Auto Repair Financing
Auto Repair: How Can They Screw Up An Petrol Change?
"It's all about beating the clock." This price originates from a wise old service director, advising me about how to maximize my income as a flat-rate specialist. If you have ever wondered why your vehicle doesn't get fixed correctly, or your concerns weren't tackled, you can blame, in part, the flat-rate pay framework.
Flat-rate simply means that your mechanic is paid a set fee for a particular repair, regardless of how long the repair actually requires. Quite simply, if your car needs a drinking water pump, which pays two hours of labor, and the auto mechanic completes the job in a single hour, he gets payed for two.
In theory, this can work in your favor. If the work takes longer, you still only pay the "predetermined" labor amount. THEORETICALLY, not reality!
The flat-rate pay composition is designed to drive productivity. It is rather effective. The flat-rate pay system induces technicians to work hard and fast, but it does not promote quality.
In terms to getting your car set appropriately, the flat-rate pay composition has disastrous effects. Flat-rate technicians are constantly looking for shortcuts to defeat the clock in order to maximize the amount of hours they invoice. Experienced flat-rate technicians can bill anywhere from 16 to 50 hours in an 8 hour day.
It's these shortcuts and the breakneck swiftness at which smooth rate technicians work that lead to some of the most idiotic mistakes. Inside the rapid-fire pace of a shop I've witnessed technicians start engines with no olive oil. I've seen transmissions slipped, smashing into little portions onto the shop floor. And I've seen autos driven through bay doors--all in the name of "beating the time."
Flat-rate technicians can get quite elaborate with shortcuts. The best was the execution of any 6-foot-long 2-by-4, that was located under the engine unit for support while a motor unit support was removed. It made a job predetermined to consider 1.5 hours achievable in twenty minutes. A win-win, right? The tech makes extra cash; you get your vehicle back faster.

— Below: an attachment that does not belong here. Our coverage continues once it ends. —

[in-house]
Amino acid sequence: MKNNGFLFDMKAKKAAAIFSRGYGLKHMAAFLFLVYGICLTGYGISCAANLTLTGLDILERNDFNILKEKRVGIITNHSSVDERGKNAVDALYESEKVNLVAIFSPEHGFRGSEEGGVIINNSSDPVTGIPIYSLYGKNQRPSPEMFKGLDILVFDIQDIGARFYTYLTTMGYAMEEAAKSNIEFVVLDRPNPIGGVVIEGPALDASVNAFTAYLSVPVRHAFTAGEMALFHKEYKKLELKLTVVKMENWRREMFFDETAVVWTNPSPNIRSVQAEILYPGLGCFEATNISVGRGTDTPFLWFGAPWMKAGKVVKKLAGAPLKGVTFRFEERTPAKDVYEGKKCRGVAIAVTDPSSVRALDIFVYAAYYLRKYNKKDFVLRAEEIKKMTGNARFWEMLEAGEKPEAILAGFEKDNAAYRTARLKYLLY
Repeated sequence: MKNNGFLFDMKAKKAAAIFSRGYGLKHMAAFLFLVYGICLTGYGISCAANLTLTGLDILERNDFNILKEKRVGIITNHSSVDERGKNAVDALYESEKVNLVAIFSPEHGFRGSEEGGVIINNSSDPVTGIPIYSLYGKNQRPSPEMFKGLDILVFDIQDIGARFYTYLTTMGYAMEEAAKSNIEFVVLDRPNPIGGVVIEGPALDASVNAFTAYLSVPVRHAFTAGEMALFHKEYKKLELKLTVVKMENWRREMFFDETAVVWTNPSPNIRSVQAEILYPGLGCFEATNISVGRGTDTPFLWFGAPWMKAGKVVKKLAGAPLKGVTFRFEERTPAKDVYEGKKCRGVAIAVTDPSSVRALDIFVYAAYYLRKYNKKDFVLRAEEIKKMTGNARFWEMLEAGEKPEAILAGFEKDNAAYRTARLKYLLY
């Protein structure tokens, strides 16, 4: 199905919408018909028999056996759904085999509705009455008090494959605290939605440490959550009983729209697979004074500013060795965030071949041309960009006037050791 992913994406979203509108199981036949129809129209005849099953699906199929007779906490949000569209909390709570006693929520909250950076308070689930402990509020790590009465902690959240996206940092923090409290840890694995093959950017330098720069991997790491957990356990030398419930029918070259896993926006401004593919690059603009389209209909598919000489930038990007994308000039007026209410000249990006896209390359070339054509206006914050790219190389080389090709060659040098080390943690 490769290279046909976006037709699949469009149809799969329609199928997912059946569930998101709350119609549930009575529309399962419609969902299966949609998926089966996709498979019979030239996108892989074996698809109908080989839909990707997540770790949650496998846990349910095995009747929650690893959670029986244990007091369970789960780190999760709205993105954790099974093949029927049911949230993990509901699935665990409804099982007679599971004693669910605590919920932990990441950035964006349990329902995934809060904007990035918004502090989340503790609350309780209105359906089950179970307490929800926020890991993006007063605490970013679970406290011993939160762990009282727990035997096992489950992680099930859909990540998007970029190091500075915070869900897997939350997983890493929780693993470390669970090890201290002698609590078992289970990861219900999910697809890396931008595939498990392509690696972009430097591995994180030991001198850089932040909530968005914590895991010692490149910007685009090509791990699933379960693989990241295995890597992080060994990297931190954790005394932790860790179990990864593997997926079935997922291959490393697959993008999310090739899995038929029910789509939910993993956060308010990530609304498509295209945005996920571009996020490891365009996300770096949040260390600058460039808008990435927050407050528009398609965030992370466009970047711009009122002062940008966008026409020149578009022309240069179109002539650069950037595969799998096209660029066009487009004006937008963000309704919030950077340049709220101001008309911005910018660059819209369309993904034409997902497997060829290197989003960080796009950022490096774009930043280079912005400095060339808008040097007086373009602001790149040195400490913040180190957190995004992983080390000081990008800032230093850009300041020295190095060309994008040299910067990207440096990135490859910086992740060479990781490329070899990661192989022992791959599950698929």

Actually, in many cases the placement of this 2-by-4 damaged the oil skillet. Moreover, it brought on the car, your car, to balance precariously 6 ft in the air, while the technician manipulated the automobile lift to access your engine mount.
This plan was abruptly discontinued whenever a technician's 2-by-4 snapped leading to the automobile to crash nostril down onto the concrete floor.
Sometimes the shortcuts create very simple disturbances, which create problems overtime. An instant example: a car had its transmission serviced with a fresh filter, gasket, and fluid. During the treatment, the technician was able to save time by twisting the transmission dipstick tube somewhat, in order to get the transmission skillet out faster. The vehicle was reassembled, and the specialist re-bent the tube back to place and off it went--no worries....
Half a year later, the vehicle delivered with an intermittent misfire. The engine wasn't working on all cylinders. After considerable diagnostics, it was learned that the transmission dipstick tube acquired chaffed through the engine funnel, intermittently grounding out an injector. Hmm, that's strange. Don't usually observe that.
The high-speed environment and the next shortcuts illustrate the devastating effects of the flat-rate, sales-driven pay composition on the quality of car repairs.
No surprise even an oil change gets screwed up!
The poor quality of work prompted by the smooth rate pay framework is disconcerting enough. Alas, it doesn't stop here. The negative effects of flat-rate get exponentially even worse, as it starts "wide" the entranceway to rip you off!